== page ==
I can't make you love your hair, but honestly don't set yourself apart from us - many many of us spent years hating or at least disliking and trying to ignore our hair or trying to iron or relax it into submission. I wore a ponytail 24/7 for years and years!! Plenty of people here straighten some of the time at least, but try to limit flat ironing. There are heat free methods like wet wrapping, you might find a well done keratin treatment is healthier than frequent flat ironing when you have grown out the damage.
Unless you can see someone's hair without all the silicones and under the microscope you have no idea what condition it is in. Much of the damage done by flat irons is to the core structure of the hair, the high heat can literally melt certain silicones onto the hair forming a plastic coating, The seductive thing about flat ironing moderately damaged hair is that it makes the cuticle lie flat, so hair can easily look healthier when it has been ironed. I think it's also highly relevant that the YouTuber wears her hair curly often for videos, which 'rests' her hair. Obviously we don't know what she does with her hair when not making videos.
The thing I learned when researching damage is that it is cumulative, so heat styled hair is more vulnerable to peroxide damage, and colour treated hair is more vulnerable to heat styling and so on. My damage was colour and mechanical, I am not prepared to quit the colour so in some ways similar to you. What I did do was thoroughly research exactly what colour does to my hair at a structural level, so I am doing it with eyes WIDE open.
What I ended up doing was changing the way I approached my colour, I use a totally different much less damaging method now. I didn't choose to go wavy/ curly, I was shocked and forced into it by realising just how many broken hairs I had around my face and at the back of the head. Even then I didn't see the full picture, two years on I still have random short tufts at the back which I strongly suspect was mini clumps I'd pulled out at the roots with rough treatment. And I didn't even have good hair whilst I was doing it, doh!
Hat and pillowcase sounds great, you are one step ahead of many curlies there!! Combing when wet stretches the hair, how much damage that does depends on technique and product. Be sure you are using a very wide tooth seamless comb, be really gentle don't pull at all, work on wet conditioned not damp hair, if the comb doesn't slip through your hair like a knife through butter on a summer's day you should stop.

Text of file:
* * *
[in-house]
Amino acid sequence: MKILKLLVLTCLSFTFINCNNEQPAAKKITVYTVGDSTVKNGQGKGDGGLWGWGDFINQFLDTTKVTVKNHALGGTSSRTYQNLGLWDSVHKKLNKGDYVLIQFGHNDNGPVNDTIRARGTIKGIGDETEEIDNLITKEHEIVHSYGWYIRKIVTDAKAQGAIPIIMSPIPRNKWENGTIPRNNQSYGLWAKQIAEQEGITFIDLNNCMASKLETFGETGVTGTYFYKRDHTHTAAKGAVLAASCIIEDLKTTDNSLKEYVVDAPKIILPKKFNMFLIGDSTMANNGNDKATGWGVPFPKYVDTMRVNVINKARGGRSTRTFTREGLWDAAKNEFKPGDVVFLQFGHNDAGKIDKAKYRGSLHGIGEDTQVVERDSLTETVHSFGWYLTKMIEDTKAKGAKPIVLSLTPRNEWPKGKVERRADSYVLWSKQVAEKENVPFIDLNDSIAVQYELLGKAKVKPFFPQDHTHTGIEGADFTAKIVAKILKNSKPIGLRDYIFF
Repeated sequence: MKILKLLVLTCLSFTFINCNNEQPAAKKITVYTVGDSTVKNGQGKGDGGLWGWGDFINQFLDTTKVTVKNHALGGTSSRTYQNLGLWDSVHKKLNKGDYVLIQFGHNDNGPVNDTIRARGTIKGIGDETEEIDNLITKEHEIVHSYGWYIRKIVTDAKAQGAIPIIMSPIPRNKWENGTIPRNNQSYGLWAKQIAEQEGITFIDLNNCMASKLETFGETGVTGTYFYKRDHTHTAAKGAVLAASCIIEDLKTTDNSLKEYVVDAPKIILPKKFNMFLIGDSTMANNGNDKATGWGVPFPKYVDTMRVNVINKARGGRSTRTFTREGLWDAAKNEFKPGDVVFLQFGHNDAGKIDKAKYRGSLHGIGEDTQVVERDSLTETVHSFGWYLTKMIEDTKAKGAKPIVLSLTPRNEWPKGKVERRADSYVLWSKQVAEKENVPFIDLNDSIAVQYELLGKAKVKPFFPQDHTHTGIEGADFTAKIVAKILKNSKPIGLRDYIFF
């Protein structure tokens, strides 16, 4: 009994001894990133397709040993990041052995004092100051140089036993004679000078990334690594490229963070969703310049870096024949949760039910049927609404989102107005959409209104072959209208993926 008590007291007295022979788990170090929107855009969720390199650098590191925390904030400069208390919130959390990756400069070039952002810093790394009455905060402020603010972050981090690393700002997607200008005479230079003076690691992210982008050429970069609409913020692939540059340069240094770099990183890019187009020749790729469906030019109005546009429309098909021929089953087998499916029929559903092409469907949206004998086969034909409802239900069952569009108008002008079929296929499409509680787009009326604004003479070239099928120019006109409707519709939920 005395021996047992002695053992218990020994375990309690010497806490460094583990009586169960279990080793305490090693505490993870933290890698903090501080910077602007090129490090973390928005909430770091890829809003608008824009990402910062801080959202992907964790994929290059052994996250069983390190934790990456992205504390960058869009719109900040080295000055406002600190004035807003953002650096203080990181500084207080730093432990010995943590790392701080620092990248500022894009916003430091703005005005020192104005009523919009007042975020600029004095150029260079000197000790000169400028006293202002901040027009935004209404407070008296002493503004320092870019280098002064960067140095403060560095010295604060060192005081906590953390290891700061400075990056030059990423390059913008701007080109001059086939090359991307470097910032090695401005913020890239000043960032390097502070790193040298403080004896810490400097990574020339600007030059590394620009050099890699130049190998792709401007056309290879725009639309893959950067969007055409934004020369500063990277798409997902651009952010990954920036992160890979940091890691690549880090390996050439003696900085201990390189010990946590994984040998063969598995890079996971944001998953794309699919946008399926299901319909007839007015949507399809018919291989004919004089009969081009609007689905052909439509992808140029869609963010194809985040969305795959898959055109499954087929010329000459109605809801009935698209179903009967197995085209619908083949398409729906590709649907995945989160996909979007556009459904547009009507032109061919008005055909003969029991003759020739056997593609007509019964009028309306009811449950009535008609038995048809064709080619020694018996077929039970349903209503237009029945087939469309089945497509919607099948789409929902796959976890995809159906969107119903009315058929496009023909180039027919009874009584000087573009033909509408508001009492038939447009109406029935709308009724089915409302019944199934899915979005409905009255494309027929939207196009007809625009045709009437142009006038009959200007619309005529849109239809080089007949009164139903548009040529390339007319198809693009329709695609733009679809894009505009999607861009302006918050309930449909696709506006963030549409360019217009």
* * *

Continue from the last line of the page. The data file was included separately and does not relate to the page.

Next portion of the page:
I know it sounds nuts but the right conditioner is an effective cleanser, think of WEN or L'Oreal and Pantene making cleansing conditioners. This is because there are cationic surfactants
and fatty alcohols in a conditioner. These are emulsifiers
which means they can mix oil (sebum) with water. The cleansers in shampoo are usually anionic surfactants
so they are a more powerful 'relative' to one of the key cleansing ingredients in conditioner.
A lightweight conditioner (not too many oils, no silicones) can cleanse really greasy hair after you have been sick in bed for a week, even remove a heavy coconut oiling. Technique and amount of product is important, there are videos on YouTube. Conditioner washing cannot remove build up of many silicones, certain butters or polyquats so it's important that your other products are compatible OR that you carry on using a gentle shampoo every week or fortnight.
Lifestyle healthcare is what I do for a living - if you are not getting enough protein there is one change you can make: start eating oily fish (salmon, trout, mackerel, sardines, herring, anchovies, fresh tuna counts but not canned). This supplies protein, but also omega-3 essentlal fatty acids, vitamin D, haem iron and a raft of other vitamins and minerals. Oily fish is massively more nutritious than any land animal meat and is the only realistic source of long chain omega-3s. You don't need large servings of protein - actually the body cannot process and utilise that - your body needs it little and often beginning with breakfast.